[00:36:39.300] - Rosa Brooks

But even if we had those people, unless we have a better mental health system that is focusing on long term care, they're going to just have the same problem. They're going to talk that guy with a knife down. They're going to get him to the clinic. He's going to be back there the next day and building that long term care system, a quality long term care system. And I'm not a mental health expert, but that sure isn't going to happen overnight, either. So I think that just as thinking about the future of policing involves thinking not in terms entirely of what do we do now or what do we do next year?


[00:37:12.850] - Rosa Brooks

But where do we want to be in 50 years? And what's the plan to get there? Where do we need to invest? Where do we need to recruit? How do we need to train? What are the institutions we just don't have right this minute that we need to create that's the same is going to be true when it comes to mental health care.


[00:37:29.180] - Steve Morreale

Well, we have been talking with Rosa Brooks, and she is a professor of law at Georgetown University in Washington, DC. It seems to me that after writing the book, having that experience, that you continue to use your position at Georgetown to make a difference, it's very impressive to see, and that I also will tell you that my sense is that you are trying to allow people, your fellows to learn and lead through questions and pondering and trying to figure out what's next, exactly what you said. Where can we be in the future?


[00:38:02.380] - Steve Morreale

And what can I do to make a difference in something I love? And, you know, deep down inside police do love the work that they do, even if they are not loved by the people that they serve very often. So I'll ask you to give us the last word before we sign off. What would you leave about your thoughts about the future of policing?


[00:38:19.680] - Rosa Brooks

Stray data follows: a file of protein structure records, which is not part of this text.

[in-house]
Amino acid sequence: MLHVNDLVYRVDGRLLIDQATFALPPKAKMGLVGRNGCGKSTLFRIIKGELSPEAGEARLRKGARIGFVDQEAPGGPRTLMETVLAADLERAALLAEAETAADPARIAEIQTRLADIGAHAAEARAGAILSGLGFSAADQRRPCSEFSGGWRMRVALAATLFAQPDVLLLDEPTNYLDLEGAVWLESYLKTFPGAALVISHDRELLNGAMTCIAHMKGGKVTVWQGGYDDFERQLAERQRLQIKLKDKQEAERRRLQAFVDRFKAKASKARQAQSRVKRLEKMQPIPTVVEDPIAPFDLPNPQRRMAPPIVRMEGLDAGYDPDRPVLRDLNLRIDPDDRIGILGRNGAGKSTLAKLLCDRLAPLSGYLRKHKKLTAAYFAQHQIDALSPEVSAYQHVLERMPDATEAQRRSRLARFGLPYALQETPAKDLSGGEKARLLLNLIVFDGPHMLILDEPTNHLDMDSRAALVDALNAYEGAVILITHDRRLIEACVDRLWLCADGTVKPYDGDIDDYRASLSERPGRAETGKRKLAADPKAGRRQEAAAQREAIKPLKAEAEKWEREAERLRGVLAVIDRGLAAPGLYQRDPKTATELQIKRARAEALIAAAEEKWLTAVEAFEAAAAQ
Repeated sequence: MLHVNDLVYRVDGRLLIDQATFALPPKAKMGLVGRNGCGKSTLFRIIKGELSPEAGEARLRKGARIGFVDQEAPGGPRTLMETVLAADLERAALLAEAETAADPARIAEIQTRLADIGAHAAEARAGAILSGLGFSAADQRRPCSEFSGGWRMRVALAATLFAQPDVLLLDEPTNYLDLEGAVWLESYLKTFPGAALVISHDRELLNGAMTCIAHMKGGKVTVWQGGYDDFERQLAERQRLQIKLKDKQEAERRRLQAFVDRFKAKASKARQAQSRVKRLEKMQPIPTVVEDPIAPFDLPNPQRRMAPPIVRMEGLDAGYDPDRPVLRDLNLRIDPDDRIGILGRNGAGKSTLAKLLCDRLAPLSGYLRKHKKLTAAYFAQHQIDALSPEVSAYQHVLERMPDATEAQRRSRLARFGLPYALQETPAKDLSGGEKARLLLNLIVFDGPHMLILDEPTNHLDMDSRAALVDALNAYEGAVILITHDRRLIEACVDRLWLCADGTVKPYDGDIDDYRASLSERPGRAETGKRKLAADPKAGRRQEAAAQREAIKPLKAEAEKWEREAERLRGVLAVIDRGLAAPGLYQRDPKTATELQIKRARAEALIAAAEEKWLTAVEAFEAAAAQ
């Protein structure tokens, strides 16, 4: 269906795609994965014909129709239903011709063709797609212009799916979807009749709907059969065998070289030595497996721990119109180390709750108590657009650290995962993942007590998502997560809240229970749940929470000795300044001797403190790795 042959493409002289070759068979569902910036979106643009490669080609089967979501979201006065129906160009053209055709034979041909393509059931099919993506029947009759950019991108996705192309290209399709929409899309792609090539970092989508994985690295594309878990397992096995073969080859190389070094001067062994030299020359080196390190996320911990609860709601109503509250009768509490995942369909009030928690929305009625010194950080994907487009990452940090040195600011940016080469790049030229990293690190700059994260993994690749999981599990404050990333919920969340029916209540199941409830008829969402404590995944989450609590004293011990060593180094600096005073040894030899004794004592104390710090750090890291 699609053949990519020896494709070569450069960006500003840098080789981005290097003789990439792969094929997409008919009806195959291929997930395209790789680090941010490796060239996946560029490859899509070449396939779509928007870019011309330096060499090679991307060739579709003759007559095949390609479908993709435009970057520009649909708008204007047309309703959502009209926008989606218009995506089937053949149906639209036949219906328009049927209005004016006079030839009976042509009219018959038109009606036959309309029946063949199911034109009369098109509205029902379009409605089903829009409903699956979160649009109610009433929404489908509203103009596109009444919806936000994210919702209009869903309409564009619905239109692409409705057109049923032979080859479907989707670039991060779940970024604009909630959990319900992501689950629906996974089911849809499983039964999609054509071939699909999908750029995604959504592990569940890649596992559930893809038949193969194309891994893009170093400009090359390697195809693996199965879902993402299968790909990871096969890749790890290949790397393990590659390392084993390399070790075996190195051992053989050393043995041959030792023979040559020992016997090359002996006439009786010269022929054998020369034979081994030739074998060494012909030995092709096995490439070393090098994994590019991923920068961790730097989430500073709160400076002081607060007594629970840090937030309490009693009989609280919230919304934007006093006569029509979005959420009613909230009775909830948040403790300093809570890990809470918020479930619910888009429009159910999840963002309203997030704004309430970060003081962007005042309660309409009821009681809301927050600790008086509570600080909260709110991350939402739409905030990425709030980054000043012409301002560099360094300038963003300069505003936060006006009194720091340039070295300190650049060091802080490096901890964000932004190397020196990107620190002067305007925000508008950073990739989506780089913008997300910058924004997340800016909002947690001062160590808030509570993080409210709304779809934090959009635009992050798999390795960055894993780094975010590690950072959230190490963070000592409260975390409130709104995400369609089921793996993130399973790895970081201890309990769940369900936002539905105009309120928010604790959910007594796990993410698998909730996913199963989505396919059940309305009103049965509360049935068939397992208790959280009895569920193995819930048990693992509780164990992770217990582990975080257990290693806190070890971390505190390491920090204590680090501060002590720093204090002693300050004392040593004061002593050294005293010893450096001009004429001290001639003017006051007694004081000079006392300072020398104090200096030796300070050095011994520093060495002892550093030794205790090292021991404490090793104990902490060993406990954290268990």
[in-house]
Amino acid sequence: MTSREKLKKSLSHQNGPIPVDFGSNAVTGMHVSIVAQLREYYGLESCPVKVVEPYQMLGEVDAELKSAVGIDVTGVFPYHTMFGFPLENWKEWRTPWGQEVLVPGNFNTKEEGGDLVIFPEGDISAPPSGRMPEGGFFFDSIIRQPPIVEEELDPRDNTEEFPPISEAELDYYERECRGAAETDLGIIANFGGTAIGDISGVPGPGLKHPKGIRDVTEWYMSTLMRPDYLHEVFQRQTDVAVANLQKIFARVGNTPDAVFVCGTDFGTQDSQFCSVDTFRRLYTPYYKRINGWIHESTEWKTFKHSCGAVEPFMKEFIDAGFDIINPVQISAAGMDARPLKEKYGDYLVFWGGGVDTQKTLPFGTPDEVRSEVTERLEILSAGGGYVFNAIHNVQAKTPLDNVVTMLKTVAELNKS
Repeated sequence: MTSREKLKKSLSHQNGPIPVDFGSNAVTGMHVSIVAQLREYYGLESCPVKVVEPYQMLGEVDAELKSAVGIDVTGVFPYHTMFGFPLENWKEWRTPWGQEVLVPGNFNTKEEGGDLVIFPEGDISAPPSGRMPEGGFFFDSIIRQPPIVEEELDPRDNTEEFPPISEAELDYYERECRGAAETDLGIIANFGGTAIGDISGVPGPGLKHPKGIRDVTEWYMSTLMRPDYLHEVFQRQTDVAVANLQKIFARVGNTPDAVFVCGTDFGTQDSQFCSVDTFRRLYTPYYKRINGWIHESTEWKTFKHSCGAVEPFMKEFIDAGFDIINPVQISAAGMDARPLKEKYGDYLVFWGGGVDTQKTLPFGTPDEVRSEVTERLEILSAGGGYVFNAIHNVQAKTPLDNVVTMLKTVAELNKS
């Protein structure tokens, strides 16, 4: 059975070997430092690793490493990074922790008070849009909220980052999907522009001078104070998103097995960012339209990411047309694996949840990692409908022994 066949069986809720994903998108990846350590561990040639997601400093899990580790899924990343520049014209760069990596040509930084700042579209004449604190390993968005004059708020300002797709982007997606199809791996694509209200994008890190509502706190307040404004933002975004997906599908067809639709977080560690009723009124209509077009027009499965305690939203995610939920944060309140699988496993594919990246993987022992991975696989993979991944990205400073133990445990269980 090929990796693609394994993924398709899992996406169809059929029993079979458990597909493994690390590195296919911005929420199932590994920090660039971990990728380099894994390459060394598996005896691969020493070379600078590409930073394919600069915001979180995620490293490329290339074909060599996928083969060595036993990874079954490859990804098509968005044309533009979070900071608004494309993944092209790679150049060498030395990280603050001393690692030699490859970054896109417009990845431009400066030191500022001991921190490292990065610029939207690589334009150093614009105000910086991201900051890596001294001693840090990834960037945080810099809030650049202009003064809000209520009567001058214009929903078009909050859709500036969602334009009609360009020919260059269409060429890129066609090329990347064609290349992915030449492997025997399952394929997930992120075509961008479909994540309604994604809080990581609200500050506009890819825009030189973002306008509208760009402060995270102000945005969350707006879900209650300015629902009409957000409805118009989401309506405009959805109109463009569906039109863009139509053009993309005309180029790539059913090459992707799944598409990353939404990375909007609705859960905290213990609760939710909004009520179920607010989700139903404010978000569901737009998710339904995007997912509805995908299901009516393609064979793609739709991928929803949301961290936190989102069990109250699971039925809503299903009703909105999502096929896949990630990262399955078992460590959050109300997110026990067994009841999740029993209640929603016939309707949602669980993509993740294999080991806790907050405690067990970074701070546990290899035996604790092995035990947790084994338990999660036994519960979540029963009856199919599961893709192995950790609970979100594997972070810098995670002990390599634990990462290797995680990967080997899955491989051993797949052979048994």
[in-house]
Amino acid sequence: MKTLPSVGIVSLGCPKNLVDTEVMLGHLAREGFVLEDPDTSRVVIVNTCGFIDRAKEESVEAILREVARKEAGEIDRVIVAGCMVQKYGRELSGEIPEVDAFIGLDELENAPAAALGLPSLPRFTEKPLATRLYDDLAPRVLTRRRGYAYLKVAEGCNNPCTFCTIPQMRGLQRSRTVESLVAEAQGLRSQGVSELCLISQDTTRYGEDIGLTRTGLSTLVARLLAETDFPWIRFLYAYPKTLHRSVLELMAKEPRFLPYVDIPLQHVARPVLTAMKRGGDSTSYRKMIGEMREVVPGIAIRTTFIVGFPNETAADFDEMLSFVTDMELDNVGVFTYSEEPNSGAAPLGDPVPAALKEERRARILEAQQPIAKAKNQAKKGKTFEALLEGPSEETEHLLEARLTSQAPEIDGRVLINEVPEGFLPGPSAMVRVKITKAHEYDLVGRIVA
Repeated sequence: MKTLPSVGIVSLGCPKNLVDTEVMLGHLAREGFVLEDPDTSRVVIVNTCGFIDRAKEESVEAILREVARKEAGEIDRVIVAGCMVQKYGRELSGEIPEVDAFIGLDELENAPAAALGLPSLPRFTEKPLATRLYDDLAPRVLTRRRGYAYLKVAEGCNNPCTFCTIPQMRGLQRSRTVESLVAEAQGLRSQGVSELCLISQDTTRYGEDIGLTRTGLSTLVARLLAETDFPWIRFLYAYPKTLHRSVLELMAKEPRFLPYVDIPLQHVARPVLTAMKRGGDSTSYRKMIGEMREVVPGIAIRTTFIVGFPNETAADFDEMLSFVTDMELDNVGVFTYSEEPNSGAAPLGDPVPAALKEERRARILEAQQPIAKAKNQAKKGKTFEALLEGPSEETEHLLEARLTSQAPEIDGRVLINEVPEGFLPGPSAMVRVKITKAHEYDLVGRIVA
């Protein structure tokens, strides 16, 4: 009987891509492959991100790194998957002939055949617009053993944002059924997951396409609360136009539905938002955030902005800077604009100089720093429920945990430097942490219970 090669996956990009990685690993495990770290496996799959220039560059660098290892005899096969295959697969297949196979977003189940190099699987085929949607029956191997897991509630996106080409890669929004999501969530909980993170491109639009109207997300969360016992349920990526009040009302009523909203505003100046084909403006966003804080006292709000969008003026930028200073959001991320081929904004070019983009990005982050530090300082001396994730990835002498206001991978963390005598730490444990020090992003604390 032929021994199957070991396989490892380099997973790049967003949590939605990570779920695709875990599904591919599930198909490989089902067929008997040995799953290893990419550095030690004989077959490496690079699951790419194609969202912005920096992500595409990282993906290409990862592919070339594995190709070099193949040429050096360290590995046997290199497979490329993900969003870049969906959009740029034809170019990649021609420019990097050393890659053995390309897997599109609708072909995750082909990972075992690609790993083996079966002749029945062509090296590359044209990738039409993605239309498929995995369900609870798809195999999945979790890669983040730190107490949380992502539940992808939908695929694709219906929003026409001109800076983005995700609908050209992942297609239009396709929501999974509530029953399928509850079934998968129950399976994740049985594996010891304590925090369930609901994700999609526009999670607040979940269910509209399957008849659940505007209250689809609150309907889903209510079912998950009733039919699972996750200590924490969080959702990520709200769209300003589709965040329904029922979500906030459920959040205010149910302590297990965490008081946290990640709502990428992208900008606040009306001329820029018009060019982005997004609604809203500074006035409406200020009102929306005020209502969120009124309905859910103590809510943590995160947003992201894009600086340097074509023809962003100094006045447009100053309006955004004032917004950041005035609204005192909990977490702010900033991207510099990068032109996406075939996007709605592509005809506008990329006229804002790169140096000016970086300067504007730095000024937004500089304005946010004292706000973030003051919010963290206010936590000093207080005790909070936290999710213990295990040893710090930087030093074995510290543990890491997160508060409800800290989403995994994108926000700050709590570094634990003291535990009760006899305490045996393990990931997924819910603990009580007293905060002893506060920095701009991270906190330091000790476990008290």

You know, as I said, in some ways, I'm actually hopeful. I spend a lot of time with young officers, and there's some amazing people who go into policing. We could have more amazing people if departments thought differently about recruiting and so on. But we already have a lot of amazing people, and they go in for all the right reasons, and they want to transform policing from within. And that gives me a lot of hope. I think our challenge is to create the support structures that help them succeed that give them the institutional support that they need, the moral support that they need to kind of have those hard conversations internally, because I do believe that most people go into policing for the right reasons.


[00:39:00.820] - Rosa Brooks

They don't go in because they want to hurt people or something. They go in because they care about keeping communities safer. We don't always give them the right tools to do that, and we don't always give them what they need to keep from becoming cynical, just deciding. Oh, I know there are all these bad practices, but why bother? I'm not going to succeed. So I'll just do what everybody else does. I think that's the big challenge is not demonizing police, but instead recognizing that police officers themselves have a really valuable role to play in that project of thinking about how we reinvent policing to make it work for all Americans, not just for some.


[00:39:37.400] - Steve Morreale

Well, I appreciate your input. And the one thing that you said repeatedly in this, we've got to have hope that we hope it will get better. We hope that police feel that there is hope and that their job counts. And along the way, they do help people. They have to continue to fight through the noise and do their job day in and day out. So thank you, Rosa Brooks from Georgetown University Law School. I appreciate your time and your energy. Thank you.


[00:40:01.810] - Rosa Brooks

Thank you, Steve, for having me.


[00:40:03.070] - Steve Morreale

My pleasure. This is it another episode in the books. Steve Morreale CopDoc Podcast. Stay tuned for more episodes. Thanks very much.


[00:40:12.510] - Outro

Thanks for listening to the copdoc podcast with Dr. Steve Morreale. Steve is a retired law enforcement practitioner and manager turned academic and scholar from Worcester State University. Please tune into The CopDoc Podcast for regular episodes of interviews with thought leaders in policing.